Oriole history: going once, going twice

November 07, 1995|By James H. Bready

WHICH '95 ORIOLE season was the greater -- this century's, with its mounting Cal Ripken excitement, or the previous century's, when Baltimore finished first in the only major league then operating?

The symbol for 1995 was four 10-foot lengths of numbered vinyl, draped from Camden Warehouse windows and giving new arithmetic nightly as Cal's consecutive-game total ever increased. What ecstasy, were there some legitimate way for a collector now to pluck them from the club's vault.

The symbol for 1895 is a cotton banner that reads ''Baltimore / Champions / 95''. Between the two lines of lettering is a large Baltimore oriole, in flight. Black and orange, it measures roughly 4 feet by 6. In the 1896 season, Mark Rucker says, it hung at Union Park as the Hanlon-McGraw-Keeler- Jennings-Kelley-Robinson Orioles went about winning a third straight pennant in the 12-team National League.

Mr. Rucker, the banner's current owner, also says it's for sale, if you'd like the thing for your baseball collection.

At the Babe Ruth Museum, several sets of eyes crossed at the news. ''That banner!'' said Mike Gibbons, director. ''It could be the centerpiece of our permanent 19th-century exhibit, when we install it in Camden Station.''

Muttering goes on elsewhere. Mr. Rucker, who lives in Boulder, Colorado, is auctioning off almost all his collection, which is rated the most comprehensive of those focusing on 19th-century baseball. Of 453 lots in the sale, half a dozen are pure Baltimore.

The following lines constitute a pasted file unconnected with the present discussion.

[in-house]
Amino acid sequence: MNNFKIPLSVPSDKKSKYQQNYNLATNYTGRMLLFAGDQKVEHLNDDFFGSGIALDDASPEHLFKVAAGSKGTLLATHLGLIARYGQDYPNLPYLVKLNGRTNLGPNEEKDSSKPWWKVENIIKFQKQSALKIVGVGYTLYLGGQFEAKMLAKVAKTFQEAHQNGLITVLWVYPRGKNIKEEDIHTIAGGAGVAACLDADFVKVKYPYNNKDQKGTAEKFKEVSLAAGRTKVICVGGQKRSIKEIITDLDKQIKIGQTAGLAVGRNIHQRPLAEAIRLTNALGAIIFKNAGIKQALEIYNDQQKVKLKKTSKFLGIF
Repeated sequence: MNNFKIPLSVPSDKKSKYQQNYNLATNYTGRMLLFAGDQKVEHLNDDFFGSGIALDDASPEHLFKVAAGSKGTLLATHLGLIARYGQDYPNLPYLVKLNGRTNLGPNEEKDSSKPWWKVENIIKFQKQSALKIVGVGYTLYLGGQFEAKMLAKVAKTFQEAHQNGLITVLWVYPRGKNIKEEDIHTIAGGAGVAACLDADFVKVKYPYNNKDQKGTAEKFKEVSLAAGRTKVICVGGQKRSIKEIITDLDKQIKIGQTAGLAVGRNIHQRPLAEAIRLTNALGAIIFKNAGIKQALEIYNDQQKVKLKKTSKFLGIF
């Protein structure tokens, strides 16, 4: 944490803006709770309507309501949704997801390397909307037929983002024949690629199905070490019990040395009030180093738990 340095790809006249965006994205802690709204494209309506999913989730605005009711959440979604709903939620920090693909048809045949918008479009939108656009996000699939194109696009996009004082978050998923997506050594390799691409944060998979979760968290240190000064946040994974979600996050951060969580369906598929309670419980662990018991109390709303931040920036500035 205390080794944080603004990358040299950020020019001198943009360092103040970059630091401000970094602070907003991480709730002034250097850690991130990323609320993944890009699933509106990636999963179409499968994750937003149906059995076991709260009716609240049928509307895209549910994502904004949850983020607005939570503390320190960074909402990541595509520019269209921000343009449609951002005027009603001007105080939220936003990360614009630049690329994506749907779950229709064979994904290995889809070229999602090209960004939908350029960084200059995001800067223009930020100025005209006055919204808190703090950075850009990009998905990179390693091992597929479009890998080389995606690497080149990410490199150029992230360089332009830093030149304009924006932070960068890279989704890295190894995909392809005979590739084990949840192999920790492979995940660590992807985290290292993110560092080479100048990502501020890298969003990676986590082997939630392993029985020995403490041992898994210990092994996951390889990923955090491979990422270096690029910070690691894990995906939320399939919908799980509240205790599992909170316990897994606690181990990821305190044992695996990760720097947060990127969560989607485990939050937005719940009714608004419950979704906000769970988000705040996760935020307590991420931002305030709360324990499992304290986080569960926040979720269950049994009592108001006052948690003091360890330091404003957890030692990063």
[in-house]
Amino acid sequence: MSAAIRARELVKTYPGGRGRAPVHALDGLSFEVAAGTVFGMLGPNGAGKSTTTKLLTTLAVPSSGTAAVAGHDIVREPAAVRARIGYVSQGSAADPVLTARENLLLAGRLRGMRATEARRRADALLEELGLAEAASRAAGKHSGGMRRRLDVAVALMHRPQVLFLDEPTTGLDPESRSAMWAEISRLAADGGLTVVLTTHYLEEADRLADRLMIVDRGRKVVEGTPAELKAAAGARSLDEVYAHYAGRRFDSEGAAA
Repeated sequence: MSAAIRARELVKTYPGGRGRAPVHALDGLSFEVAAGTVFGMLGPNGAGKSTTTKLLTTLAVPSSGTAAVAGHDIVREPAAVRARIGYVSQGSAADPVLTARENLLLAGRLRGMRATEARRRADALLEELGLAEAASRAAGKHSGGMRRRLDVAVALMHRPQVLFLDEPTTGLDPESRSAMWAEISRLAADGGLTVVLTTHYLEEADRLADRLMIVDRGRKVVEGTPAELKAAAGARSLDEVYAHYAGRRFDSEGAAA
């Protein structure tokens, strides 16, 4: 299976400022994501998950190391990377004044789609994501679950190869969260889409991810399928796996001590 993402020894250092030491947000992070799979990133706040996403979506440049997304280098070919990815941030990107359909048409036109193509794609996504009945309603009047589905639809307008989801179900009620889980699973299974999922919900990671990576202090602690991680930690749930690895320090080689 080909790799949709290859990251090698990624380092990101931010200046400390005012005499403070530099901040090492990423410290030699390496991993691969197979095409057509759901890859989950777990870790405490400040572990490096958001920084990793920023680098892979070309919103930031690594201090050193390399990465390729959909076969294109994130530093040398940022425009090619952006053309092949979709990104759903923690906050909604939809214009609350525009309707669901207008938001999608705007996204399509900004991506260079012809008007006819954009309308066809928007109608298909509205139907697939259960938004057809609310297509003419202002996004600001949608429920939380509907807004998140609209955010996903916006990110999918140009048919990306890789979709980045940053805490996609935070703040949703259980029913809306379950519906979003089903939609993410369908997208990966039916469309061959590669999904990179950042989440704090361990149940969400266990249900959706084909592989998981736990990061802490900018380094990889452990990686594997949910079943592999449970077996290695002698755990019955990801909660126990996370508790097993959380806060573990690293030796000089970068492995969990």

Run by The Best of Yesterday, an Orland Park (Ill.) house, this is an absentee, meaning phone-bid, auction -- now in progress (708-460-1989). The operators hang up Thursday at midnight. It is also a minimum-bid auction.

Everything but uniforms

On that Oriole banner, the action starts at $20,000.

''Pre-World War I baseball may well be the hottest of all Americana collector categories, right now,'' observes Greg Schwalenberg, curator at Babe Ruth Museum. ''Other than uniforms, which hardly exist, Mark Rucker shoveled up everything -- balls, bats, gloves, belts, photos, tickets, passes, programs, scorebooks, schedules, annual guides, trade cards, letters, telegrams, newspapers. He has a fantastic player daguerreotype'' -- Brooklyn, fortunately.

Also on the block: a late-1860s team photo of the Pastimes and a membership card in the Marylands, the two big names locally in pre-professional baseball. One shows, the other certifies, players named Popplein; each (min. $1,500, $500) is the only one of its kind. What Mr. Rucker quietly did was call every Popplein in the Baltimore directory (there used to be several), until he found descendants.

Lower still (min. $200) is a filled-out 1887 scorecard: Baltimores (sic) 10, New York Mets 0. Winning pitcher, the famous Matt Kilroy. And, starting at $300, an unpublished outdoor photo of John McMahon and Walter Brodie of the 1890s Oriole champions: Sadie and Steve, pitcher and center fielder. And, indoors ($900) group and individual likenesses of the 1870 Naval Academy team.

This 1895 Oriole banner seems to be the only large object remaining from the glory days. Not club-sponsored, it was a gift from fan or fans; according to Mr. Rucker, a family named Williamson. In 1901, when John McGraw's new, American League club built a ballpark of its own, the Williamson firm was a contractor. The National League having left town, supposedly the banner was returned to the Williamsons; they still had it when Mark Rucker called.

As of yesterday, auction headquarters says, no bids had been received, but the action usually doesn't start on ''high-end'' items till the last minute. Anybody have Peter Angelos' private number?

James H. Bready, a retired Evening Sun editorial writer, is the author of ''The Home Team,'' a history of baseball in Baltimore.

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